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15 Responses to Calendula – A Natural Remedy for Irritated Eyes

  1. Karen says:

    Can this be used for a sty on the eyelids? My granddaughter gets them quite frequently.

    • Jan says:

      Hi Karen! Calendula is also a recommended treatment for styes. I completely forgot to add that aspect in my post! I’d use the tea on the warm side in this case.

  2. Can I use the eye wash on my dog!

  3. Steff says:

    Ahh, perfect timing! For some reason pregnancy has been making my eyes SO dry and painful. Tonight at dinner I was telling my husband there must be some herb I can use on my eyes to help them, and voila! I come across this. I’m going to check my local store for calendula tomorrow and if not I’ll order the herbs from your link! Thanks a million.

    • Jan says:

      Hi Steff, I hope it helps! One thing to note about calendula is that it can cause uterine contractions so make sure not to take any internally (i.e. don’t drink your leftover tea.) Congrats on your pregnancy!!! :)

  4. “Five angry cats in a barrel of nails”…I’ve not heard that saying before, Jan. Mighty descriptive, I must say! Another informative post. Thanks for sharing!

  5. Pingback: Herbal Love from the Kitchen – Go Breathe Go

  6. Marie Dillavou says:

    Where can I get seeds to grow my own calendula flower? In the meantime I’m ordering some from online but would love to grow my own to keep on hand as I have sever dry eyes and allergies as well. Can’t wait to see if it helps with the redness of my eyes.

    • Jan says:

      Hi Marie!

      You can order seeds from Baker Creek Heirloom – their web site is

      http://rareseeds.com

      I’m putting up more calendula projects this week and on Thursday, will have a little free ebook (no strings attached) that you can download that will have more calendula ideas, so be sure to check back then if you’d like more ways to use your flowers! :)

  7. Linda says:

    Hi, I was wondering if you’ve ever come across a situation similar to mine and the outcome. I was positioning a sago palm in the yard while squatting down, and when I turned it, came up from the side and poked me in the far corner of my eye (the white part), puncturing it. That was 2 days ago. It’s swollen and pooled with blood. It’s slightly irritated, and I think a little more blood may have accumulated since first injuring it. My trusted friend at Bailey’s Naturals told me about the calendula wash, which is what I’ve been doing. She did say the eyes heal rather quickly & the wash will aid in this. I know you recommend a visit to the drs, however, I have no insurance and I’m broke. So, the question is, are you familiar with any similar injuries, and was the calendula wash sufficient to heal the wound? Thanks in advance for your help.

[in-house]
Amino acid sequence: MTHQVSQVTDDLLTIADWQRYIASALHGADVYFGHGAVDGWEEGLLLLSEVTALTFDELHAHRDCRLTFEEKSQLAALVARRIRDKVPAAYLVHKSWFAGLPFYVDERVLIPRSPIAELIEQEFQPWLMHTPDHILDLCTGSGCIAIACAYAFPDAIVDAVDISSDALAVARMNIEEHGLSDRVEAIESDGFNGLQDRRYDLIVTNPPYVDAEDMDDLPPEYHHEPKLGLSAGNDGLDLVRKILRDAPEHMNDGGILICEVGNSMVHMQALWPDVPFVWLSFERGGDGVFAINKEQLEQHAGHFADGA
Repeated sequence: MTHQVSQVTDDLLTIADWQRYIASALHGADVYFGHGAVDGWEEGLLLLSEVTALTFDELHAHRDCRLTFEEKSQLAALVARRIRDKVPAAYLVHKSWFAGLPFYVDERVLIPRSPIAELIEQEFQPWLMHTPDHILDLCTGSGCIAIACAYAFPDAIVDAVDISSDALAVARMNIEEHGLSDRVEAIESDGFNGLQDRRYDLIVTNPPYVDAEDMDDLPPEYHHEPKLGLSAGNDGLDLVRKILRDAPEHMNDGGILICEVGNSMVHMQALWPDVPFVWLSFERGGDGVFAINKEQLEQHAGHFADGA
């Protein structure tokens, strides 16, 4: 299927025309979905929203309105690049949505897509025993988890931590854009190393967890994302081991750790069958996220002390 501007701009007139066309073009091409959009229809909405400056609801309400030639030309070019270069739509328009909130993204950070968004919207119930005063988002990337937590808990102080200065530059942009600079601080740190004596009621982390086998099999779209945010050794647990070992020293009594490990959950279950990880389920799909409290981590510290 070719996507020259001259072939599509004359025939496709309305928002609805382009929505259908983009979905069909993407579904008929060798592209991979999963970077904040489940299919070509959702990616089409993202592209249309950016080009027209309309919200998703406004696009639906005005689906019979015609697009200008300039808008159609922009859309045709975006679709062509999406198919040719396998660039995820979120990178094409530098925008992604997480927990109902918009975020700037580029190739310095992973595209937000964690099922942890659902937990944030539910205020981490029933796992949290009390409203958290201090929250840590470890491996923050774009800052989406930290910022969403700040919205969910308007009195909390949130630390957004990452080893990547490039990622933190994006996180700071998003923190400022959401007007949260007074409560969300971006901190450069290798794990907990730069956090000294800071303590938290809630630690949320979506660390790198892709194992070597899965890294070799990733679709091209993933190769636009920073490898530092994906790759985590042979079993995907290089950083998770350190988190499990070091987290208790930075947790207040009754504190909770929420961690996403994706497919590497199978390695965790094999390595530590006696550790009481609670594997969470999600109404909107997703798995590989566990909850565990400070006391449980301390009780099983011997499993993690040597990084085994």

• Jan says:

      Ouch! I can definitely relate to the having no insurance & not being able to afford a doctor. I’m not sure how it works in your area, but in the city nearest to us – you can go to the ER & tell them you don’t have insurance and they will still treat you & will work with you on the bill. (They have discounts depending on income and/or no-interest payment plans.) We’ve had to do that twice over the years.

      My torn cornea healed up very quickly (as in, about 3 days later it was barely pink.) Your eye injury sounds pretty severe. I don’t have expertise on treating that level of trauma, but I do have a suggestion for a friendly & helpful group of herbalists that might have better experience in treating eye injuries, if you are on Facebook:

      https://www.facebook.com/groups/2426239459

      However you decide to treat it, I hope it heals up quickly for you!

  8. greg gruber says:

    why when you add boiling water the liquid is not yellow in color its dark amber

    • Jan says:

      Hi Greg! The color of your tea depends on your type/color of flowers and how many you’ve added in ratio to the water and also how long you steep it. Sometimes, my tea is darker too. It should still be fine to use, though you may want to water it down a bit more if it seems too strong.